Winter Weather

Last December was a December to remember in terms of how warm it was, this December will be the complete opposite, as we had expected since the release of our Winter Outlook back on November 1st. And now over the last few days, model guidance is beginning to catch on, and beginning to catch on in a big way.

This post will just be focused on the first 10 days of December. If you haven’t already, click here to check out our December forecast>>>December 2016 Forecast

After some much needed rainfall the last couple days, our weather is back to normal and even blustery. Northwest winds will pick up Friday Night into Saturday, enough so that Lake Effect Rain and Snow showers are possible for the North and West half of the state during this time-frame.

Below is the latest NAM model valid 11 PM Friday Night indicating this well: les-sat

Accumulations should be rather limited, but a coating to an inch is not out of the question for the Laurel Highlands and also for far Northern PA. 

The next opportunity for some snow will come from a weak wave that will likely shear apart as it reaches the state on Monday. IF it holds together, this will bring light snows to just about all of PA. But right now, it looks like this system will shear apart before it reaches the state. We will keep an eye on it, but it does not look like it will be a big deal.

What does have the potential of being a bigger deal, is a storm system that will be developing from the South and tracking West of the Appalachians before transferring its energy to the Coast during the Tuesday-Wednesday time period. We will use the GFS to breakdown this potential storm below:  12-6-potential

There are numerous factors involved with this system…1. How far North does the primary low travel? 2. When does it transfer its energy to the coast? 3. Where will the high pressure be placed? 4. How strong will the high pressure be?

Many questions to be answered over the next coming days. For now, the GFS takes the primary low and cuts it will into Northern Ohio and eventually into Southern Canada before completely losing its energy to the coastal that forms. Because this system is to our West, with a counter-clockwise flow, this will allow for warmer air to invade from the south allowing for much of this precipitation to be in the form of rain for many of us. The transfer to the coast does not happen until it is off of the Virginia Coastline on the GFS. This is a good 100 miles North of where the European has it. Although we are unable to show you, the Euro is very similar to the GFS, but colder, allowing for more wintry precipitation to fall.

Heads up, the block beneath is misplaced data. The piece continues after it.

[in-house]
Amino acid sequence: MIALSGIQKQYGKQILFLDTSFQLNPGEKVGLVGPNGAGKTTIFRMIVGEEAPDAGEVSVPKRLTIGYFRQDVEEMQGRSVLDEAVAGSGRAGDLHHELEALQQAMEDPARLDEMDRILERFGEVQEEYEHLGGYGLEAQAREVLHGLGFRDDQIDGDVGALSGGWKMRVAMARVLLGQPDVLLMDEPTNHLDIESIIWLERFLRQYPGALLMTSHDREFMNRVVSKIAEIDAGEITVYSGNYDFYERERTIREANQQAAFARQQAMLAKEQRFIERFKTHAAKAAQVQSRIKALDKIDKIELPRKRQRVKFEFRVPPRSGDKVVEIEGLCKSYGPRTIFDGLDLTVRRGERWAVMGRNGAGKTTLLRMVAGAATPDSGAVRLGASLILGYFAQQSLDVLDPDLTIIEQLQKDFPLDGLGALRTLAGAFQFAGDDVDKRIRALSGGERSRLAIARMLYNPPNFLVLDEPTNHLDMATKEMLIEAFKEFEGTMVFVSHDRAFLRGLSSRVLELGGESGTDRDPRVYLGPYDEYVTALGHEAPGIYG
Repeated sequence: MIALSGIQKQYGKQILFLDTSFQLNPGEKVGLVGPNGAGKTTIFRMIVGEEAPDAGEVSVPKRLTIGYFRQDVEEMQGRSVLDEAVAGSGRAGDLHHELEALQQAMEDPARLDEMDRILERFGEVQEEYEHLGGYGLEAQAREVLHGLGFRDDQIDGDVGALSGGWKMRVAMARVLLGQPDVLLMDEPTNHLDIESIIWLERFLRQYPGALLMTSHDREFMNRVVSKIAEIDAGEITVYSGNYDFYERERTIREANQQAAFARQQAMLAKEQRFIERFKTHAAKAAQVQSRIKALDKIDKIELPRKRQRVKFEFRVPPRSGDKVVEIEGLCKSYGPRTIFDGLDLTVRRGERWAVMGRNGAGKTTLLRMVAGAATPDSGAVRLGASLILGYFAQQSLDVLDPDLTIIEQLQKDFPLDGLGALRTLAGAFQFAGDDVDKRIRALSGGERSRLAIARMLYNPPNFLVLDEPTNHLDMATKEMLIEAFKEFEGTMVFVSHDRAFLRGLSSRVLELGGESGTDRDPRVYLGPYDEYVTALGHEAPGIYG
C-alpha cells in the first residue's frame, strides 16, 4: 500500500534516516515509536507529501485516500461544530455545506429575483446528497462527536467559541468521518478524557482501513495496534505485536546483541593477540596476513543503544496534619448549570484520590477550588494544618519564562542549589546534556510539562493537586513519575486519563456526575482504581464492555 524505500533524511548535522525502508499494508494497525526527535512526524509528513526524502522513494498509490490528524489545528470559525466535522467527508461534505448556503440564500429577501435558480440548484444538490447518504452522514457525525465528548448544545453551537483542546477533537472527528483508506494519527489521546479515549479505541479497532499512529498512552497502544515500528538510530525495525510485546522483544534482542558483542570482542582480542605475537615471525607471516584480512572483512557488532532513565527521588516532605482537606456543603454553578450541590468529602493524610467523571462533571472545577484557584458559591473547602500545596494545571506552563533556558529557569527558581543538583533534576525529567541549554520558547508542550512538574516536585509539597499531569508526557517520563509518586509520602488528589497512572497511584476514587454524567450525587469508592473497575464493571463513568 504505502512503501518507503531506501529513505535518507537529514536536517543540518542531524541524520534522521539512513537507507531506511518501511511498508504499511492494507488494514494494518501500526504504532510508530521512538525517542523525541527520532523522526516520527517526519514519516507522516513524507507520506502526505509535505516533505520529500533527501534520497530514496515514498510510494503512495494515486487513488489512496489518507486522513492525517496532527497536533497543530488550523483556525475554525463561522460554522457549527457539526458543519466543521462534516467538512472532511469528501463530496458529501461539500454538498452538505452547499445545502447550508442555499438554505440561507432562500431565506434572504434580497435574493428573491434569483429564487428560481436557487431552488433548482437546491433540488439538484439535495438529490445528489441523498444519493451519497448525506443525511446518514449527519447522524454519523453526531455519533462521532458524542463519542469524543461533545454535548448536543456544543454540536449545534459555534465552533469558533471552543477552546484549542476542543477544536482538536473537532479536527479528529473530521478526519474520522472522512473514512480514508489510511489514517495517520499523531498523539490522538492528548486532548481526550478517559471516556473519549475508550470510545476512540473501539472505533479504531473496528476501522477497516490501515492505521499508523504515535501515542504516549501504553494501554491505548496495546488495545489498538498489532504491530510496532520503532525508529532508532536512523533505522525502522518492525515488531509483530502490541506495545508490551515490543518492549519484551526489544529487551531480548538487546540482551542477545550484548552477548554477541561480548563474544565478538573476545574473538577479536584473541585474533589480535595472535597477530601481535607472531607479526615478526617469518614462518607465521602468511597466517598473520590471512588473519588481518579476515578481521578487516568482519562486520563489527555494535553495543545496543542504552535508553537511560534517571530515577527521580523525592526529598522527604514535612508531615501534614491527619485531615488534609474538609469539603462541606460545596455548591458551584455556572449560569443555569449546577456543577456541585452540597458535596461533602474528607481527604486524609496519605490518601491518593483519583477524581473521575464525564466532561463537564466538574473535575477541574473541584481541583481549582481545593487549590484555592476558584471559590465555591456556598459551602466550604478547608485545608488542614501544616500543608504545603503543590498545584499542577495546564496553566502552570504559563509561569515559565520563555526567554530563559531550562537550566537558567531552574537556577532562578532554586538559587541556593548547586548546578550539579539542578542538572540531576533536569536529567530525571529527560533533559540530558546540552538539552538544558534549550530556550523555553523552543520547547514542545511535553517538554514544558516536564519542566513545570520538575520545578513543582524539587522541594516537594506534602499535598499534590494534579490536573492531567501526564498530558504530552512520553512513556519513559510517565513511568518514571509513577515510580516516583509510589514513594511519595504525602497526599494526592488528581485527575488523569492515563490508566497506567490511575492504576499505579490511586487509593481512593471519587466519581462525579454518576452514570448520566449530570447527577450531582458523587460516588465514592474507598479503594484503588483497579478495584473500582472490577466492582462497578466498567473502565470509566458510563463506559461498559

If you are rooting for a more Wintry solution, the primary low needs to die further South, Kentucky would be ideal, but if it transferred its energy before it reaches the Northern half of Ohio, then that is fine as well. The coastal low that forms, must not form any further than what the GFS shows here. The further South it forms, the better. Lastly, if the High Pressure is placed a little more to the West across Southern Canada, rather than Maine and is a little stronger than what is currently modeled, this will help prevent our primary low from cutting far North which will allow for increased odds in a Wintry solution.

Even with the GFS’s solution here, because of the High Pressure placed up near Maine, this allows for at least some frozen precipitation to start before switching over to plain rain. As of now, areas North of I-80 and the Laurel Highlands will be favored for a more wintry event during the Tuesday-Wednesday time period before ending as rain. This does have time to trend colder..or warmer. We will see how it plays out. The potential does exist for someone to see a significant winter event if everything aligns correctly. 

What is almost a certainty is that it is going to get very cold. 10 to 20 degrees colder than normal will be a common theme for at least several days after the 8th. Take a look at projected high temperatures for December 9th: projected-coldGFS does overdo the cold in the long range at times, however there is an overwhelming consensus among guidance. Verbatim, this is showing next Friday’s high temperatures to be in the teens and 20s across PA, with the 32 degree line well to our South and East. Extremely impressive for this time of year and a good 10-20+ degrees colder than normal. Teens and 20s might be a bit too aggressive in our opinion, but 20s and 30s for high temperatures is looking likely for at least the December 8th-10th time period.

We will have many more updates as we track three upcoming snow chances (Friday Night into Saturday, low impact), (Monday, low to no impact), (Tuesday into Wednesday, potentially a bigger impact) so make sure you click here to follow our Facebook page to receive these updates>>>PA Weather Action on Facebook!

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